Last week, the US Court of Appeals for the Eighth Circuit weighed in on the legality of restrictions on alcohol advertising under the First Amendment, issuing an opinion in Missouri Broadcasters Association v. Lacy that could eventually broaden free speech protections for alcohol beverage advertisements. After the lower court granted defendants’ motion to dismiss and plaintiffs appealed, the Eighth Circuit reversed the district court’s dismissal, finding that plaintiffs’ claim alleging the unconstitutionality of a Missouri statute and two regulations should be heard.

The case concerned three Missouri provisions – two regulations and a statute – that restrict the advertising of alcohol beverages:

  1. a regulation prohibiting retailers from advertising price discounts outside of the licensed premises (but allowing the advertising of discounts by using generic descriptions (e.g., “Happy Hour”), as well as the advertising of specific discounts within the licensed premises);
  2. a regulation prohibiting retailers from advertising prices below cost; and
  3. a statute requiring manufacturers and wholesalers choosing to a list a retailer in an advertisement to exclude the retail price of the product from the advertisement, list multiple unaffiliated retailers and make the listing relatively inconspicuous.

Plaintiffs – a broadcasting industry group, radio station operator, winery and retailer – sued Missouri’s supervisor of liquor control and attorney general, alleging that the three provisions are facially invalid under the First Amendment in that they prohibit truthful, non-misleading commercial speech, are inconsistently enforced by the state and the challenged statute unconstitutionally compels speech.

To state a claim that a statute is facially unconstitutional under the First Amendment, Supreme Court precedent instructs that plaintiffs must show that there are no set of circumstances under which the challenged provision would be valid, or that a substantial number of the provision’s applications are unconstitutional. Alcohol beverage advertisements involve commercial speech, which receives less protection under the First Amendment than other constitutionally protected forms of expression. In Central Hudson Gas & Electric Corp. v. Public Service Comm’n of New York (1980), the Supreme Court articulated a four-part test for determining the constitutionality of laws restricting commercial speech:  whether (1) the speech concerns lawful activity and is not misleading; (2) the governmental interest justifying the regulation is substantial; (3) the regulation directly advances the governmental interest; and (4) the regulation is no broader than necessary to further the governmental interest.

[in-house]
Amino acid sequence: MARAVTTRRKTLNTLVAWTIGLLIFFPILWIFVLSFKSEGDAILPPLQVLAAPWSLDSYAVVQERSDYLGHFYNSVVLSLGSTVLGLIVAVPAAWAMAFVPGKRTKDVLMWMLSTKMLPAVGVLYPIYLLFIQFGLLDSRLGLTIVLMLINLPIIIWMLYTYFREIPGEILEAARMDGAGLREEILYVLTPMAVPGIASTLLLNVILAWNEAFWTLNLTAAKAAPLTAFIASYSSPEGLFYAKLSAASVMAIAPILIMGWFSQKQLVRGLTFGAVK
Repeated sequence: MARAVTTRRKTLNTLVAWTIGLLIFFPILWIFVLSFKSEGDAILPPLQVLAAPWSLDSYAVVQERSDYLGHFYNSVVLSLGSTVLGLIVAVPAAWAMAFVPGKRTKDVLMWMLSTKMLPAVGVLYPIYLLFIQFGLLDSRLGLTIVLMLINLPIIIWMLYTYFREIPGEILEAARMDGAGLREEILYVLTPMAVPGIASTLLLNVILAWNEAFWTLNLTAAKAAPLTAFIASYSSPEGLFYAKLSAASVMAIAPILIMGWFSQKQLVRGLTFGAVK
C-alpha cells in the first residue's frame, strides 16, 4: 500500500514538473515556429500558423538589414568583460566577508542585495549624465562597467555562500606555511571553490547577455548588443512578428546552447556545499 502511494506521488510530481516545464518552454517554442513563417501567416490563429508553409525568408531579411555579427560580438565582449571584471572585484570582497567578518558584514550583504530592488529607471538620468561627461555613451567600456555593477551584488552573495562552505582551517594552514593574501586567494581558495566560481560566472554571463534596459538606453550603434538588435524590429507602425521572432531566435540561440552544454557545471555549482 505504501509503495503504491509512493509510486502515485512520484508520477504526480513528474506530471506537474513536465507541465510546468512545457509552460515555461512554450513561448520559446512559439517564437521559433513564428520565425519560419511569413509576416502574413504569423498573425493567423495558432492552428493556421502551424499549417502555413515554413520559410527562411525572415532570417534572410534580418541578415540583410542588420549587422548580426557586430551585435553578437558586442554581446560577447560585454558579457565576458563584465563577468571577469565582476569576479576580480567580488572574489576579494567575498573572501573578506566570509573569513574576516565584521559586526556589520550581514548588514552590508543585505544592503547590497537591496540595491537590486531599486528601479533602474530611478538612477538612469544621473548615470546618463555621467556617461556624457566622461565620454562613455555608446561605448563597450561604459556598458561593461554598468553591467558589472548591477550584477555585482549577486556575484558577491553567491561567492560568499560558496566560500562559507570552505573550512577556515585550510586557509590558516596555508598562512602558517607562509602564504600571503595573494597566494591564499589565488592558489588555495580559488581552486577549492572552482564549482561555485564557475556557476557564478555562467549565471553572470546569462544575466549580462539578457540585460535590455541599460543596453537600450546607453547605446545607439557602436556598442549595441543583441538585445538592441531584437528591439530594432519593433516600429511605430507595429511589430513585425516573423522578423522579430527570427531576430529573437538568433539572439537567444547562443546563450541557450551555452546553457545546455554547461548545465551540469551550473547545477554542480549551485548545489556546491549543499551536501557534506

Applying the third and fourth factors of the Central Hudson test (plaintiffs and defendants agreed on the first two factors of the test), the court found that the facts plaintiffs alleged were “more than sufficient” to state a plausible claim. First, the court opined, plaintiffs made sufficient allegations that the challenged provisions do not directly advance Missouri’s substantial interest in promoting responsible drinking. Although defendants argued that a link exists between advertising promotions and increased demand for alcohol beverages, the court noted that “multiple” inconsistencies in the regulations demonstrate that the regulations do not advance Missouri’s interest in promoting responsible drinking. Likewise, the court determined, plaintiffs pled sufficient facts to support [...]